I am a contract lawyer who prepares contracts for companies to use when dealing with their customers. Often my clients are Jewish companies and some of the customers with whom they will use these contracts are Jews. I was recently given a job to prepare a contract template for a company that sells goods and wants to include in the template a clause that if their customer is late in making a payment they can charge him interest. I should note that generally the company does not charge interest. They just want to be able to do so if they wish. It is important to note further that I just prepare a general contract and the company will deal with the client directly, but they will use the general contract which I prepared for them to make a specific contract. Am I allowed to prepare the template or must I turn down this job?
There are three possible prohibitions that you might violate: two are Torah prohibitions and one is a rabbinic prohibition. The two Torah violations are lifnei iveir and lo sesimun. The rabbinic prohibition is known as mesayei’a le’ovrei aveiroh. We must consider whether any of these prohibitions applies in your situation.
Let us explain the first issue: lifnei iveir. One is not allowed to act in a manner that will enable someone to violate a prohibition. For example, the Gemoro (Avodo Zoro 6B) writes that it is forbidden for a Jew to hand a cup of wine to a nozir since by handing the wine to him he is enabling the nozir to drink the wine-a Torah violation for him. We know that a scribe who writes a contract for interest does violate the prohibition of lifnei iveir, as explicitly written by the Tosafos Yom Tov B.M. 6, 11. Perhaps similarly, by preparing the template you are enabling the company to charge interest from their clients.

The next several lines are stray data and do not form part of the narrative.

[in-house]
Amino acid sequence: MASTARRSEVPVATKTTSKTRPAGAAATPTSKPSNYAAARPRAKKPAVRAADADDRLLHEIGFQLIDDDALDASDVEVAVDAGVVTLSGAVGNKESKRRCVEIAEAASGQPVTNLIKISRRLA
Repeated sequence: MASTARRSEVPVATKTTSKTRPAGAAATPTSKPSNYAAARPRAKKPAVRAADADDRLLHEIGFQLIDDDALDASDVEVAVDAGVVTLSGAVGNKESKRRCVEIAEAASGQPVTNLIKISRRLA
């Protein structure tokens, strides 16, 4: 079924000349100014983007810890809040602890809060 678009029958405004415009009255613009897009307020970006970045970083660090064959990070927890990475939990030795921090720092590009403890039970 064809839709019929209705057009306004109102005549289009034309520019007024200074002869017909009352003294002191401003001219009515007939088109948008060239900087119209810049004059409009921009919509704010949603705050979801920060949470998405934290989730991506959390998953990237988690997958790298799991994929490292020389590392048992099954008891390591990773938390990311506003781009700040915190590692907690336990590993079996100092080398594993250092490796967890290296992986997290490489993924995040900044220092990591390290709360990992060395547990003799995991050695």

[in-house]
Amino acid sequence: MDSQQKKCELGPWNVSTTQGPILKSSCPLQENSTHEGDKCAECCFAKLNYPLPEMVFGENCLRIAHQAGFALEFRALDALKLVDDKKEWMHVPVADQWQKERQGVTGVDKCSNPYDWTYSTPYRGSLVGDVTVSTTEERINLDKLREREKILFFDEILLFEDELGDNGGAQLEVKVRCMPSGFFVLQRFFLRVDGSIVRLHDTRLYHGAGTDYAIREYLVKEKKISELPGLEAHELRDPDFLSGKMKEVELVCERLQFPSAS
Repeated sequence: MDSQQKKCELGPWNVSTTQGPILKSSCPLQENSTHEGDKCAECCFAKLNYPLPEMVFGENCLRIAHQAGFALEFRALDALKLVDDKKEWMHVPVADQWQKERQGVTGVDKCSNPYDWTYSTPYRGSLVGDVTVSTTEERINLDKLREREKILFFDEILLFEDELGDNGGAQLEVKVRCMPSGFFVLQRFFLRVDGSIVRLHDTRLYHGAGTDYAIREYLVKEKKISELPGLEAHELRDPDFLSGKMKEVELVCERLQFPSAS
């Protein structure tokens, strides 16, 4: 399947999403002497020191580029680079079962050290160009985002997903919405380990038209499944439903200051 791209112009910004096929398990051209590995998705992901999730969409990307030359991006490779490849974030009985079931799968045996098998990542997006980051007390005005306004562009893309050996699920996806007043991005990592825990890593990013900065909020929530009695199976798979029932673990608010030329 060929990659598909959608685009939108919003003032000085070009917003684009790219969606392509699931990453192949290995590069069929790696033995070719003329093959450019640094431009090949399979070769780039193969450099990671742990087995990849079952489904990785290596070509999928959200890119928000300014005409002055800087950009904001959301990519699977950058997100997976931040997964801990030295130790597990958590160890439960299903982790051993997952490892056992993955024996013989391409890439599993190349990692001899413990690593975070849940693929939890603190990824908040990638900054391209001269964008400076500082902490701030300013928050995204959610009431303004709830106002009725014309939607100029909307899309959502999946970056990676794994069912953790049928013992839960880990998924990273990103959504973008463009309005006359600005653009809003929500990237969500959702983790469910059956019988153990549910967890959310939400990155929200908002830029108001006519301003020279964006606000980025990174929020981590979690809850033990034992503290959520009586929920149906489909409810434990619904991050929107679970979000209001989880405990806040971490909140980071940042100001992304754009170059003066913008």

It would seem however, that you do not need to be concerned with lifnei iveir because the Gemara (ibid) writes that the prohibition applies only to an action that is essential to the aveiroh. For example, in the case of the nozir, if the nozir could have picked up the wine without any assistance, one who handed him the wine does not violate this prohibition.
In your situation, there are two reasons that your action may not be essential. Tosafos (Bovo Metsiyo 75B) writes that if the parties would consummate the deal even without your document you do not violate lifnei iveir because the violation would have taken place even without the document you prepared. The second reason your action may not be essential is that there are other lawyers who could prepare the document. There is an important dispute (See Mishna Lamelech Malveh Veloveh 4, 2) if the only lawyers who could prepare the document are Jews who are equally forbidden to prepare the document. However, in your case, since there are non-Jewish lawyers who could prepare the document, according to all opinions you will not violate the Torah prohibition of lifnei iveir.
The second Torah prohibition is lo sesimun. The nature of this prohibition is that all those who are involved in creating an interest-bearing loan violate the prohibition of placing an interest-bearing liability on the borrower. The Mishna (Bovo Metsiyo 75B) records that the lender himself, any cosigner, and all the witnesses violate this prohibition. The Mishna records a dispute whether the scribe who writes the interest-bearing contract violates this prohibition. The Rambam (Malveh Veloveh 4, 2) rules that the scribe violates this prohibition and even though the Shulchan Aruch (160, 1) does not mention this, the Shach (160, 1) does mention this prohibition. Thus, the Iggros Moshe (Choshen Mishpot 1, 93) paskens that it is prohibited to prepare interest-bearing loan documents.
However, there are several points to consider. First, your question concerns writing a document for a company that wishes to have the ability to charge interest to a customer who buys and then pays late. When one charges interest to a purchaser who does not pay on time, he only violates a rabbinic prohibition since the Torah prohibition of ribbis applies only to a loan and not to a sale. Many Rishonim prove that the borrower does not violate a prohibition where the ribbis violation is only rabbinic.